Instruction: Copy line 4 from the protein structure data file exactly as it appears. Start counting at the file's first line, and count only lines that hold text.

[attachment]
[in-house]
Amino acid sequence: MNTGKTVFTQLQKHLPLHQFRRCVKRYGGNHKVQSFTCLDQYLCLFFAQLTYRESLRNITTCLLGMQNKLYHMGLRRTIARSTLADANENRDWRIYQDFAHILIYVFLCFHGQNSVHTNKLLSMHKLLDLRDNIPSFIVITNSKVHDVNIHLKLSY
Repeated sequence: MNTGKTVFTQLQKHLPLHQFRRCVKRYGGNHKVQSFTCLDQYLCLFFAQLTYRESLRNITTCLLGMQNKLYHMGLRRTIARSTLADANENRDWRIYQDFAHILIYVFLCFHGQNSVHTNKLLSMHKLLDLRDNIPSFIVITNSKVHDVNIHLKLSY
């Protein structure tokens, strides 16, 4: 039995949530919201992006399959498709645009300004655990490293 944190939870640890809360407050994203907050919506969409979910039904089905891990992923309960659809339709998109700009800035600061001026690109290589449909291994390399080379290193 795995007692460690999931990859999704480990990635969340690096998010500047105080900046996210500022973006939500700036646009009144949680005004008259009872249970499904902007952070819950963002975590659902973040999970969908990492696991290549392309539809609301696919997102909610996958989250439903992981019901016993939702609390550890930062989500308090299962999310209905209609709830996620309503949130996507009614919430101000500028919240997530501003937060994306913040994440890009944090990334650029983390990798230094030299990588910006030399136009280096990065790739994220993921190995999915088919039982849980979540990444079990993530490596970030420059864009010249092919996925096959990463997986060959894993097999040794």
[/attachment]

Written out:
């Protein structure tokens, strides 16, 4: 039995949530919201992006399959498709645009300004655990490293 944190939870640890809360407050994203907050919506969409979910039904089905891990992923309960659809339709998109700009800035600061001026690109290589449909291994390399080379290193 795995007692460690999931990859999704480990990635969340690096998010500047105080900046996210500022973006939500700036646009009144949680005004008259009872249970499904902007952070819950963002975590659902973040999970969908990492696991290549392309539809609301696919997102909610996958989250439903992981019901016993939702609390550890930062989500308090299962999310209905209609709830996620309503949130996507009614919430101000500028919240997530501003937060994306913040994440890009944090990334650029983390990798230094030299990588910006030399136009280096990065790739994220993921190995999915088919039982849980979540990444079990993530490596970030420059864009010249092919996925096959990463997986060959894993097999040794």